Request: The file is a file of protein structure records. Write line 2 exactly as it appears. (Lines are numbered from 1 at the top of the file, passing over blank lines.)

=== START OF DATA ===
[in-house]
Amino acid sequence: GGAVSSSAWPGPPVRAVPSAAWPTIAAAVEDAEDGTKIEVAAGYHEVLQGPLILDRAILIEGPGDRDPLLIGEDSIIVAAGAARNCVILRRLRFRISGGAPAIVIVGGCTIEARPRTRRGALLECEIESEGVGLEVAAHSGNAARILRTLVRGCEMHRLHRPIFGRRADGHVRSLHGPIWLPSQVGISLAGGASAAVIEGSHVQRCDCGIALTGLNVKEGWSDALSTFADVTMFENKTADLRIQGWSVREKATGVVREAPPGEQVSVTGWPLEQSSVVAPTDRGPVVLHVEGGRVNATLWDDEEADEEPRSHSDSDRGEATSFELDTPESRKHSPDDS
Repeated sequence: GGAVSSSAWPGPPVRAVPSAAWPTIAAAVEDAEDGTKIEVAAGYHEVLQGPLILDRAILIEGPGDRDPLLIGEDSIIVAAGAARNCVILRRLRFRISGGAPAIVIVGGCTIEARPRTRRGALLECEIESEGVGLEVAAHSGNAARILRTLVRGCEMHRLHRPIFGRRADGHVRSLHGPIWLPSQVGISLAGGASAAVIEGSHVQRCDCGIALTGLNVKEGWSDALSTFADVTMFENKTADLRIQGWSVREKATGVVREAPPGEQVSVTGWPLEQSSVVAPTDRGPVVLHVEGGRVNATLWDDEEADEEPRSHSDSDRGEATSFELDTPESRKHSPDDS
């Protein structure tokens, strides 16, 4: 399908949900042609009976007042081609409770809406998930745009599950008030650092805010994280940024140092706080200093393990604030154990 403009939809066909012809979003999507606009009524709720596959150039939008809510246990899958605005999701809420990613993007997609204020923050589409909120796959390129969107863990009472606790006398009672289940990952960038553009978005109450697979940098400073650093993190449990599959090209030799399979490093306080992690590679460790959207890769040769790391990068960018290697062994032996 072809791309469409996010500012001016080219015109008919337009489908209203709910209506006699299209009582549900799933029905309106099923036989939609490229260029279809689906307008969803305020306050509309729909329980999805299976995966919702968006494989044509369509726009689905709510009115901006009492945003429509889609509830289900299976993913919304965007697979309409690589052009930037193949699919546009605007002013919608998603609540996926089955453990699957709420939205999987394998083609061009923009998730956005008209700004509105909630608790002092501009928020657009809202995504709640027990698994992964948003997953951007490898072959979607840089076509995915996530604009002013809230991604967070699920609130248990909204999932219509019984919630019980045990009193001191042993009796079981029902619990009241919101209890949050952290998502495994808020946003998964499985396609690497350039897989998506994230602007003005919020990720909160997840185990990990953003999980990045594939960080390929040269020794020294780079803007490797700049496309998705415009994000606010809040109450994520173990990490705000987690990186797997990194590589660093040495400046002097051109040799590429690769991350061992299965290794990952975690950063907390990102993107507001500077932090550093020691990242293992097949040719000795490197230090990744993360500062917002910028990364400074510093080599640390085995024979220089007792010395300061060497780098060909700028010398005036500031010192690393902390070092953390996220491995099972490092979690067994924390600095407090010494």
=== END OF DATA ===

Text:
Amino acid sequence: GGAVSSSAWPGPPVRAVPSAAWPTIAAAVEDAEDGTKIEVAAGYHEVLQGPLILDRAILIEGPGDRDPLLIGEDSIIVAAGAARNCVILRRLRFRISGGAPAIVIVGGCTIEARPRTRRGALLECEIESEGVGLEVAAHSGNAARILRTLVRGCEMHRLHRPIFGRRADGHVRSLHGPIWLPSQVGISLAGGASAAVIEGSHVQRCDCGIALTGLNVKEGWSDALSTFADVTMFENKTADLRIQGWSVREKATGVVREAPPGEQVSVTGWPLEQSSVVAPTDRGPVVLHVEGGRVNATLWDDEEADEEPRSHSDSDRGEATSFELDTPESRKHSPDDS